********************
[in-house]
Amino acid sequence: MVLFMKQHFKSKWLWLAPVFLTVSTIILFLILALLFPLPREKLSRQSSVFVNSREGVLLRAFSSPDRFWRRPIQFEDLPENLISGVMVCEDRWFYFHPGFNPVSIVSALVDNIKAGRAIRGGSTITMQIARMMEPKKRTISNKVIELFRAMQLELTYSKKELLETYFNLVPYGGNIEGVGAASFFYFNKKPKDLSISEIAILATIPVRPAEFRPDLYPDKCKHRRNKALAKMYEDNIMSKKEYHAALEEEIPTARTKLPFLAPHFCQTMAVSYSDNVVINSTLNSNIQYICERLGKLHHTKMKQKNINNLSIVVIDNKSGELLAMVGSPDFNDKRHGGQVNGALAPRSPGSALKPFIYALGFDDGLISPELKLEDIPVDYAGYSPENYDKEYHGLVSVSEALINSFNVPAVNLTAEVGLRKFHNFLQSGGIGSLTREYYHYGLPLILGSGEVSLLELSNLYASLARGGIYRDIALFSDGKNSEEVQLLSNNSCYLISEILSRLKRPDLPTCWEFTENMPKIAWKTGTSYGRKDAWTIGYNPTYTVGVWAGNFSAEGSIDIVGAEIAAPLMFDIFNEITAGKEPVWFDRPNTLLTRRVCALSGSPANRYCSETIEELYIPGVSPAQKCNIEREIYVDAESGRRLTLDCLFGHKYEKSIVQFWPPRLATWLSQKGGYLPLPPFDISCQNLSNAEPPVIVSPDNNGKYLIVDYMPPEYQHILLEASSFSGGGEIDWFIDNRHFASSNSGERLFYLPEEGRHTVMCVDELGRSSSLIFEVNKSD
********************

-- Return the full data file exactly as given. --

[in-house]
Amino acid sequence: MVLFMKQHFKSKWLWLAPVFLTVSTIILFLILALLFPLPREKLSRQSSVFVNSREGVLLRAFSSPDRFWRRPIQFEDLPENLISGVMVCEDRWFYFHPGFNPVSIVSALVDNIKAGRAIRGGSTITMQIARMMEPKKRTISNKVIELFRAMQLELTYSKKELLETYFNLVPYGGNIEGVGAASFFYFNKKPKDLSISEIAILATIPVRPAEFRPDLYPDKCKHRRNKALAKMYEDNIMSKKEYHAALEEEIPTARTKLPFLAPHFCQTMAVSYSDNVVINSTLNSNIQYICERLGKLHHTKMKQKNINNLSIVVIDNKSGELLAMVGSPDFNDKRHGGQVNGALAPRSPGSALKPFIYALGFDDGLISPELKLEDIPVDYAGYSPENYDKEYHGLVSVSEALINSFNVPAVNLTAEVGLRKFHNFLQSGGIGSLTREYYHYGLPLILGSGEVSLLELSNLYASLARGGIYRDIALFSDGKNSEEVQLLSNNSCYLISEILSRLKRPDLPTCWEFTENMPKIAWKTGTSYGRKDAWTIGYNPTYTVGVWAGNFSAEGSIDIVGAEIAAPLMFDIFNEITAGKEPVWFDRPNTLLTRRVCALSGSPANRYCSETIEELYIPGVSPAQKCNIEREIYVDAESGRRLTLDCLFGHKYEKSIVQFWPPRLATWLSQKGGYLPLPPFDISCQNLSNAEPPVIVSPDNNGKYLIVDYMPPEYQHILLEASSFSGGGEIDWFIDNRHFASSNSGERLFYLPEEGRHTVMCVDELGRSSSLIFEVNKSD